#2. Exit Interview Form Template 

A questionnaire is filled out by the employee in an exit interview form template. Your questions will be answered using a rating scale and/or a series of multiple-choice options. It may also contain open-ended questions. This method generates data that is more easily measurable and quantifiable than an exit interview template. 

#3. Multiple-Choice/Rating Scale Questions

Surveys that use a rating scale or a set number of predetermined answer options are essentially closed-ended and seek responses to questions with a set number of possible answers. Participants rate their agreement with statements or provide their thoughts by clicking on a number. There may also be a section where respondents can elaborate on their answers in their own words.

#4. Closed-Ended/Open-Ended Hybrid Template

You can also use a template for an exit interview form that includes both closed-ended and open-ended questions. It enables you to use the best format for gathering the specific type of commentary you’re looking for.

Should I Be Brutally Honest in My Exit Interview?

Never lie in an exit interview. However, be careful not to burn bridges. You never know when you’ll run into a previous coworker.

How Do You Nail an Exit Interview?

Communicate what you liked about working there and what they do well. Your employer will likely see your views and experiences as more fair, honest, and accurate if you share both positive and negative feedback.

Advantages of Exit Interview

  • It lets you know why a person is leaving your company.
  • Exit interviews are a low-cost measure because the company already has an HR team in place to conduct the exit interview, saving the company time and money.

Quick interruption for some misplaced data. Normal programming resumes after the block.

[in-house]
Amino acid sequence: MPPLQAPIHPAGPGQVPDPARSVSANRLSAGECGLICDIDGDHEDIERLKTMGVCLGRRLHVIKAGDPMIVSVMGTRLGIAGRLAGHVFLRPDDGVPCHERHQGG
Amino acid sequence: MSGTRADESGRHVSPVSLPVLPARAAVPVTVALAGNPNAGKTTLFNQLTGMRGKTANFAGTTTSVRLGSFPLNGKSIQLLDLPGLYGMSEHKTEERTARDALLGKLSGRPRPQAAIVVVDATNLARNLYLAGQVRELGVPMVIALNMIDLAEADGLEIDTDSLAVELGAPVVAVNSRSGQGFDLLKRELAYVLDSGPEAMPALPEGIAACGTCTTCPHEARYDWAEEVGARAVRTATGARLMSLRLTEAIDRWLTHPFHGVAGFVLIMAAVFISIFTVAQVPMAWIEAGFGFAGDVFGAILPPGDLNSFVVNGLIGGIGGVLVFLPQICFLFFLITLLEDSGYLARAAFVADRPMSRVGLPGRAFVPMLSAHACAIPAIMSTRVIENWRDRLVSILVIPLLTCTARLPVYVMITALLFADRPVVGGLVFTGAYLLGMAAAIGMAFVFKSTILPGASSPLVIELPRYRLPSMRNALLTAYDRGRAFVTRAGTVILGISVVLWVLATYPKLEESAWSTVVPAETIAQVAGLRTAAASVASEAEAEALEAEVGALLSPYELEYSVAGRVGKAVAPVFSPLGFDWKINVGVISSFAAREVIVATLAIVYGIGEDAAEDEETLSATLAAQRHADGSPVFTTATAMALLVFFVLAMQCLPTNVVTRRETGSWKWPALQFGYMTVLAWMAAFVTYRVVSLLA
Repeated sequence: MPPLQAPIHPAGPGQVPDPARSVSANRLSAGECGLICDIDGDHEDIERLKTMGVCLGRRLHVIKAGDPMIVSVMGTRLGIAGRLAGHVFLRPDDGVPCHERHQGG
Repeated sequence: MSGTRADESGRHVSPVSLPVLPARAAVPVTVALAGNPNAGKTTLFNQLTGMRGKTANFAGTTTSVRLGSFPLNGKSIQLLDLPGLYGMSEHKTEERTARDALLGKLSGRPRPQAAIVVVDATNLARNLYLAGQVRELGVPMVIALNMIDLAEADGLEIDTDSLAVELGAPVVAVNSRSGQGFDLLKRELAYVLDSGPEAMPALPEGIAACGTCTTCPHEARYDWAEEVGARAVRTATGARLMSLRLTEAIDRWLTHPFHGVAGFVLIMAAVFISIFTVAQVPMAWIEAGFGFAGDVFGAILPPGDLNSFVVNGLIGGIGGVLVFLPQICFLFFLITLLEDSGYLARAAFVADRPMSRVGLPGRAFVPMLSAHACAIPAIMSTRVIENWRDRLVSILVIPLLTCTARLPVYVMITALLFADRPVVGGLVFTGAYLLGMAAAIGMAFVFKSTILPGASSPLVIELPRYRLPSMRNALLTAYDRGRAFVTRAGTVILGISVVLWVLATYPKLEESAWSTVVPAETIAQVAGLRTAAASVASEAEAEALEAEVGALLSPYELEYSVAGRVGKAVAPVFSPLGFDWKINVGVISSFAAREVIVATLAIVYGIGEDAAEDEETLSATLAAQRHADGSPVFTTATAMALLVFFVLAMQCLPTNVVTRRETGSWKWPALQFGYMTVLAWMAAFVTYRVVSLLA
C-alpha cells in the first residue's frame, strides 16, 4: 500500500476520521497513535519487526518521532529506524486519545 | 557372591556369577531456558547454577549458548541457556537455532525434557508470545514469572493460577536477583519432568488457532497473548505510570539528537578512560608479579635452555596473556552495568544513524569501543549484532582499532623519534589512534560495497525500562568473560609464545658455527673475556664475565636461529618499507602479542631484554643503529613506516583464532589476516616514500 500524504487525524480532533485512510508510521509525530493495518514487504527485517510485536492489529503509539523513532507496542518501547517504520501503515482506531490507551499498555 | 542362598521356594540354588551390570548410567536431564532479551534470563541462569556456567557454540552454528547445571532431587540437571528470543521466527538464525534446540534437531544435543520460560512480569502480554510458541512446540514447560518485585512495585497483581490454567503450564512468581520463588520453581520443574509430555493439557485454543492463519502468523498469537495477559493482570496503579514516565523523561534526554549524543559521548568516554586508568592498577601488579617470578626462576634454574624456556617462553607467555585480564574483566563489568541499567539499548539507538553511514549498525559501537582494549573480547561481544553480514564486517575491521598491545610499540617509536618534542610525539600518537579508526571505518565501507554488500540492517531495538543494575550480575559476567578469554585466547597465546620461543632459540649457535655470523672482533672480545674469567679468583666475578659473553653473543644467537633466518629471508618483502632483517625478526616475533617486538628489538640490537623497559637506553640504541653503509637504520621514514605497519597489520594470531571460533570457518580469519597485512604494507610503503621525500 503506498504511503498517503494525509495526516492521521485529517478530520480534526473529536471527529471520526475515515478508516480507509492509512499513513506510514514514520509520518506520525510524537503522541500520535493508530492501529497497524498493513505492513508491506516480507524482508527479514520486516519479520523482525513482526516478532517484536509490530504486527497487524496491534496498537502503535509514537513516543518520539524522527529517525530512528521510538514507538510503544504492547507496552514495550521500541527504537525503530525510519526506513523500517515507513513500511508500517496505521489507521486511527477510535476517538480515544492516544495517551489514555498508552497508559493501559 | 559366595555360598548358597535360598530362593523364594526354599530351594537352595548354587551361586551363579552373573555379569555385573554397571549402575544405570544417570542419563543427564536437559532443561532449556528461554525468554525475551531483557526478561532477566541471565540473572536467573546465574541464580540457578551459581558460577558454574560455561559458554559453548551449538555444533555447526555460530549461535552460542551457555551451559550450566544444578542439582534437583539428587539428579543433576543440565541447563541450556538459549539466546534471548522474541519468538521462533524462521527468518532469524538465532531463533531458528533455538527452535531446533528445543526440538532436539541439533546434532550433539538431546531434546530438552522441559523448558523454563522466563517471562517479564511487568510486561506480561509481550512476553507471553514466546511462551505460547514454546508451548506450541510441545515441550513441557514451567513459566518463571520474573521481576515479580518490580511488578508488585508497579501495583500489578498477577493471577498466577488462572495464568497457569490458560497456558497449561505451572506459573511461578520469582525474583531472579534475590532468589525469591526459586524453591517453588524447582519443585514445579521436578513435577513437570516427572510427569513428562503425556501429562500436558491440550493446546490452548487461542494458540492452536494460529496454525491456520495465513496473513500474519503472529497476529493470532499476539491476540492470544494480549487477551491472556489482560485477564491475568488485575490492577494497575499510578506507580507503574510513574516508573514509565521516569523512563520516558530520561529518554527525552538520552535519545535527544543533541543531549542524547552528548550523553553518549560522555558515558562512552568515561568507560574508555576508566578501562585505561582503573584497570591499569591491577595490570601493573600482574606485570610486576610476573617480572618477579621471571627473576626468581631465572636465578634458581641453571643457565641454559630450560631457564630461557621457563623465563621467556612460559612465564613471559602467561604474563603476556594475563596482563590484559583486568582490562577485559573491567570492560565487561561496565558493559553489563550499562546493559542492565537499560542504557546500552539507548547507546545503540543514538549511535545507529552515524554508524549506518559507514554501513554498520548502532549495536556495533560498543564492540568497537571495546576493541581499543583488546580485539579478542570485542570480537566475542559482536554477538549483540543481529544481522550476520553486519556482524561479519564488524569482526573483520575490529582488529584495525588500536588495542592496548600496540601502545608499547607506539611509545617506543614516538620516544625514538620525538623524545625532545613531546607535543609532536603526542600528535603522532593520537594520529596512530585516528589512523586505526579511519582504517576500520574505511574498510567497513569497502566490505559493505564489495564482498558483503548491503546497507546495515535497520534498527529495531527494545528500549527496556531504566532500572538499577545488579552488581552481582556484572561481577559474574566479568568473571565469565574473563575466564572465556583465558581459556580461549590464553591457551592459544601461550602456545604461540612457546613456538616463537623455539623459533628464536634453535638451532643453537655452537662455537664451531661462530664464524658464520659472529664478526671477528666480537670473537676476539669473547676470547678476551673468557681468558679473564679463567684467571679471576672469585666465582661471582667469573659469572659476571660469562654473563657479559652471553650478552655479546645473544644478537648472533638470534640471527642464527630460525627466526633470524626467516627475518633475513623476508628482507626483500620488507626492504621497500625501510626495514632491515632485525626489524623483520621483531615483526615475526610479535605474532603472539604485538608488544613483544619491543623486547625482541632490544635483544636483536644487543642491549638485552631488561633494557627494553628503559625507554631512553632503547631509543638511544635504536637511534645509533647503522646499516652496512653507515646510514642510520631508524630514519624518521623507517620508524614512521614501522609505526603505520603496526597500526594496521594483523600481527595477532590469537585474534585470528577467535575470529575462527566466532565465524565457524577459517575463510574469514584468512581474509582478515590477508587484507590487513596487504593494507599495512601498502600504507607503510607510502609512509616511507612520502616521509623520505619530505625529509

• An exit interview fosters goodwill for any future transactions. It leaves the door open for future opportunities to return to the company.
  • It benefits the organization by improving the financial statement’s bottom line. This is so because reducing employee turnover reduces the need for the business to invest in recruiting, screening, and training new employees.
  • You may come across people you are leaving behind in the professional world. It is critical to leave on a positive note and maintain an amicable relationship so that you do not feel uneasy if you meet them again in the future.
  • Sharing your honest feedback will help the company grow and develop while also benefiting your fellow workers.
  • It serves as a source of feedback that provides an accurate picture from the employee’s point of view.
  • It can assist the organization in identifying serious issues such as violence, discrimination, and harassment.
  • It provides information on training requirements, onboarding, and recruiting policies.
  • With the help of information from an exit interview, the organization can assess the culture and environment in its space.
  • When an employee can finally discuss any outstanding issues with his superiors in an open and straightforward manner, it provides a welcome sense of closure.

Disadvantages of Exit Interview

  • If the employee fears burning bridges, the process may be a waste of time.
  • When an employee knows his departure is imminent, he may feel pressured to speak freely about his experiences. When you have to deal with the company from the other side of the table, this can lead to regret and problems.
  • Leaving on bad terms is more likely than patching things up during an exit interview.
  • If an outgoing employee has strong negative feelings, the exit interview can quickly devolve into a battleground with many heated words.
  • An exit interview is merely a formality that can prove costly and pointless for the company without a good team for later evaluation and corrective measures.


I hope this piece of information about how to do a good exit interview as an employer and some great questions for exit interviews was helpful to you.

Exit Interview FAQs

What happens in exit interview?

An exit interview is a discussion between a company and an employee who has chosen to leave the company.

What should you say in exit interview?

Share your thoughts on the company and what they do well by emphasizing your positive experiences there. Your employer will likely regard your comments and experiences as more fair, honest, and accurate if you provide a mix of positive and negative feedback.

Can I decline an exit interview?

If you choose to decline an exit interview, you will most likely be safe. However, before deciding whether or not to participate in an exit interview, consider whether there will be any benefit to you.